A Respite Care Grant is payable on the first Thursday in June to carers to cover the cost of respite care. The payment can be used as the carer sees fit.  Those in receipt of a Domiciliary Care Allowance, a Carer’s Benefit or a Carer’s Allowance automatically receive this payment.  Those not in receipt of the above are still eligible to apply.   If the relevant allowance is not awarded till after June you should still be entitled to the Respite Care Grant for that year – enquire at your local Social Welfare Office.

Disability Allowance

An individual with WS who is over 16 may be eligible for Disability Allowance – A weekly allowance paid by the Department of Social Protection to people with a disability who are aged between 16 and 66. The allowance is subject to both a medical suitability and a means test. Persons for whom Domiciliary Care Allowance is being claimed will automatically be invited to claim Disability Allowance before reaching age 16. Recipients of the Disability Allowance automatically receive a Free Travel Pass(and may qualify for a Companion Pass) and may also qualify for a Medical Card from the Health Service Executive.

WS & Taxes

Tax Issues Associated with Disability

People with a disability such as WS  may be entitled to certain benefits and or tax relief.

Incapacitated Child Tax Credit

Incapacitated Child Tax Credit can be claimed by a parent/guardian for a child who is permanently incapacitated, either physically or mentally, from maintaining himself or herself. Further information is available on the Revenue’s website at Revenue or your tax office.

Home Carers Tax Credit

Home Carer’s Tax Credit is available to one-income families where one spouse stays at home to care for dependent children, the aged or incapacitated persons.

Incapacitated Person – Credit for Employing a Carer

This tax credit may be claimed if you employ a person to care for an incapacitated relative. It must be claimed annually.  The credit is based on the cost of employing the carer.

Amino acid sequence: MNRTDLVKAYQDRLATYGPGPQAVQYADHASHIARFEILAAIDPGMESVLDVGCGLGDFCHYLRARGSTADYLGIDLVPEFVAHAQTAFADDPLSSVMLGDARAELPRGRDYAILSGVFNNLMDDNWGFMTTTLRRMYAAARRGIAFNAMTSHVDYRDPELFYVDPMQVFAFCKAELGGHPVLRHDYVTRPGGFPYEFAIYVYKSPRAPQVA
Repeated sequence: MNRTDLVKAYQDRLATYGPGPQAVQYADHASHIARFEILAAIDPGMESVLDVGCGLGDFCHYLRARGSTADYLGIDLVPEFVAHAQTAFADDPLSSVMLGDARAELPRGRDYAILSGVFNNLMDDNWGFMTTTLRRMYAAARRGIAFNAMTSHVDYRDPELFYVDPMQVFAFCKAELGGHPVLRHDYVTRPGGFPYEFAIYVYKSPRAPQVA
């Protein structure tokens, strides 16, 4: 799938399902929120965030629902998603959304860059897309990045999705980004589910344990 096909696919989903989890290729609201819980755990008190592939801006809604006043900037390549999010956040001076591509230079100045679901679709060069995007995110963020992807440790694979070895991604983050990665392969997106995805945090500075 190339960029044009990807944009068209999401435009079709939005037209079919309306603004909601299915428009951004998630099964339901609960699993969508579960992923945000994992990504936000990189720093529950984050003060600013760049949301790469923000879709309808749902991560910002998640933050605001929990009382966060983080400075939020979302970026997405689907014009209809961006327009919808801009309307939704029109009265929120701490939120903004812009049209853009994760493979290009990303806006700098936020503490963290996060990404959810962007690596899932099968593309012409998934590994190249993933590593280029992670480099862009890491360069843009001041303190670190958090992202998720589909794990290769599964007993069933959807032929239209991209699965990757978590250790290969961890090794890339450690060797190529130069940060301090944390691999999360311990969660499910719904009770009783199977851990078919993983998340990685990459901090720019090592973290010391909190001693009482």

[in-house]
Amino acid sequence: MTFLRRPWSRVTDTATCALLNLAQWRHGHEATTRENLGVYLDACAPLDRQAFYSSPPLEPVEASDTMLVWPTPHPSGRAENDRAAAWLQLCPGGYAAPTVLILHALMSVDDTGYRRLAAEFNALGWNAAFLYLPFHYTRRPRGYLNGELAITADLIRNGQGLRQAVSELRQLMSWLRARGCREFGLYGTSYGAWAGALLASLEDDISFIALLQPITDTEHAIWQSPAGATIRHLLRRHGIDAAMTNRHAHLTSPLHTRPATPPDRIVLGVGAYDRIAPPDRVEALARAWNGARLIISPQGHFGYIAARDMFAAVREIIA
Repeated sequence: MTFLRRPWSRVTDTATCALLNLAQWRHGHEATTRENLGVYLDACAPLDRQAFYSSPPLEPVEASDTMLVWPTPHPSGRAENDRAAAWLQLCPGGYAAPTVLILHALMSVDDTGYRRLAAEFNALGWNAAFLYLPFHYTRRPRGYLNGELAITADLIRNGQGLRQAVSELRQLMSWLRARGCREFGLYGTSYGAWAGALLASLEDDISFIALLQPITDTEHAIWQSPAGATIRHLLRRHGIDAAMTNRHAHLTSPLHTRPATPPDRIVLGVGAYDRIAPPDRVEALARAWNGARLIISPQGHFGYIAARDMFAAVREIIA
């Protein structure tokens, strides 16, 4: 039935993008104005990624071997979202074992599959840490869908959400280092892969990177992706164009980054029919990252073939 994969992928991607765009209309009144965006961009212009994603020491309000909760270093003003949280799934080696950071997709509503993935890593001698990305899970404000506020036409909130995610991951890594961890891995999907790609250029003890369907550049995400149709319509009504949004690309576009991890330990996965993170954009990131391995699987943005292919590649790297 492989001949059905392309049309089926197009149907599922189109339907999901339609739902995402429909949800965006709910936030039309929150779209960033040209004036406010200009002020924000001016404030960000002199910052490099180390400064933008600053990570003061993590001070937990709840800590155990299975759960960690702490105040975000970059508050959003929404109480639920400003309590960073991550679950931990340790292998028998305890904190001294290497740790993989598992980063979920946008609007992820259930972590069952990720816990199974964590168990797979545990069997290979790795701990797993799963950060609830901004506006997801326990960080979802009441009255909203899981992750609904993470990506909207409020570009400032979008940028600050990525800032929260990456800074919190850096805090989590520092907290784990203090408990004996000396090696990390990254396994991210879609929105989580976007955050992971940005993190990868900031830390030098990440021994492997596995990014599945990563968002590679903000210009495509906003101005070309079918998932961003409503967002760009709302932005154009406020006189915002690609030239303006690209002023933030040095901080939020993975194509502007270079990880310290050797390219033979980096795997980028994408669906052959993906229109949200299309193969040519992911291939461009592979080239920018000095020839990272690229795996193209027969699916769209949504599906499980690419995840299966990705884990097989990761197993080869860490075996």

Information Accessing National Services

The Citizen Information Board, which is the national agency responsible for supporting the provision of information, advice and advocacy to the members of the public on social services, has issued a very informative booklet called ENTITLEMENTS FOR PEOPLE WITH DISABILITIES.  It can be obtained free of charge from any of the Citizens Advice and Information Centres around the country, by simply phoning them directly on 1890 777 121 to have your copy posted to you or by emailing It can also be read online via the “Publications” section of the website – at this link.

Information for Persons with a Disability

Social Media Info

Social Links

Join the network for additional support

Find social groups in your area that can be useful outlets for each stage of your child’s development.  In some cases.  In addition you ,ay some organisations that provide free or discount access for your child.  A good place to look for these outlets can be found at the Special Needs Parents Association at

Social Media Support

Social Media provides a key learning support for WS parents. We recommend that you join WSIs Facebook page and follow us on Twitter at the following links.



Williams Syndrome is a rare condition and it is therefore best to also tap into international WS organisations who can provide a wider range of experiences than WSI on its own.  Here are some link to some key WS organisations worldwide:



The Mighty (a support group for people with health challenges)